Photos capture polluted landscapes:
Portland Community College presents a display of 360-degree
images in conjunction with two photography conferences.

By Janet Goetze
The Oregonian, Thursday, February 24, 2005

If outdoor photography means spectacular scenery, Jonathan Long's work qualifies by description. But don't expect snow-covered mountains or verdant hillsides.

Long surrounds his viewers with the blight on Earth.

Long, 27, grew up camping and fishing in Idaho with his father, a landscape architect, and he knows the beauty of the outdoors. But while studying for a master of fine arts at Southern Illinois University in Carbondale, he discovered a different kind of wilderness: pre-1970s strip-mining fields.

After trying to capture scenes in black and white photographs, color photographs and poster-size images, Long became frustrated that he couldn't convey the effect of standing on the acid-scarred soils near rust-filled streams that remain from strip mining done before environmental laws required cleanup.

Then he learned about a camera that rotates around a fixed point, producing a 360-degree view. The manufacturer, The Charles Hulcher Co. in Hampton, Va., lent him a camera.

Long's photographs of mined landscapes, measuring about 50 feet long and 50 inches wide, are on display through March 20 at the Northview Gallery on Portland Community College's Sylvania campus, 12000 S.W. 49th Ave.

The exhibit, which formed part of Long's thesis for the master of fine arts degree he received in 2003, is on display in conjunction with two national conferences in Portland. The Photolucida, an international gathering of photographers, gallery owners, publishers and collectors, will be March 12 to 16 in the Benson Hotel in downtown Portland. The national conference of the Society for Photographic Education will be March 17 to 20 in the Hilton Portland.

Four of Long's negatives were digitized, then printed on color photograph paper with a Durst Lambda printer. They are laminated and mounted inside spiral structures set up in the gallery. Viewers stand in the middle of the structures, surrounded by views of blackened or sickly gray earth. Some of the land is bordered by brightly colored fall leaves on trees trying to reclaim the land and suck up its poisons. Other land has lines of stark, dead tree trunks.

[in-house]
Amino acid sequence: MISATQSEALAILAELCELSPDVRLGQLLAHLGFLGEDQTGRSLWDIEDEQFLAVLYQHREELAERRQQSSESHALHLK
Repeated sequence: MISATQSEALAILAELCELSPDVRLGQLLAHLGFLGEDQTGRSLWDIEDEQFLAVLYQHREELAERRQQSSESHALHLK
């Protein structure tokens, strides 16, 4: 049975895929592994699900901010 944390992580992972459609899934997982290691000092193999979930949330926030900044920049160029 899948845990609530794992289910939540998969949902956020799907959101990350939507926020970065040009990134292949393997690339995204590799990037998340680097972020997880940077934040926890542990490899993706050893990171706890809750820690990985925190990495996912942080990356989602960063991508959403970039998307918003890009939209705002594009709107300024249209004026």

Long said he created the outsize photographs to remind people that the decades-old wastelands continue to pollute waterways and blight surrounding areas. Even more shocking, he said, are some attempts to reclaim the land.

Instead of letting nature heal the scarred land with new seedlings that absorb chemicals, he said, some efforts have included bulldozing the reseeded shrubbery and churning recovering topsoil with deeper soil still carrying pollution.

"To repair the landscape, millions of dollars are needed," Long said. "And erasing any natural recovery that has taken place may inflict further harm."

The photographs are a record of what happens without environmental laws, he said, "so when our political leaders claim the policies and regulations are not needed, the photographs will indicate otherwise."

Long, a soft-spoken man who pushes neatly trimmed hair off his forehead when he talks, also has made environmental protection a focus of his current work. He is photographing scenes northeast of Idaho Falls around the Teton Dam, which disintegrated shortly after it was filled in 1976, releasing 300,000 acre-feet of water that flooded his hometown of Rexburg, Idaho, the surrounding farms and a 20-mile stretch of river canyon.

Although Long works with standard film and digital cameras, he also is exploring historical methods of producing photographs, he said.

He has studied painting, drawing and ceramics, but since he was a child, his medium has been photography. His mother, who recently retired as a mathematics professor at Brigham Young University-Idaho in Rexburg, handed him the camera while they were traveling in England when he was 10.

"I've been running film through cameras ever since," he said.

Janet Goetze: 503-294-5917;



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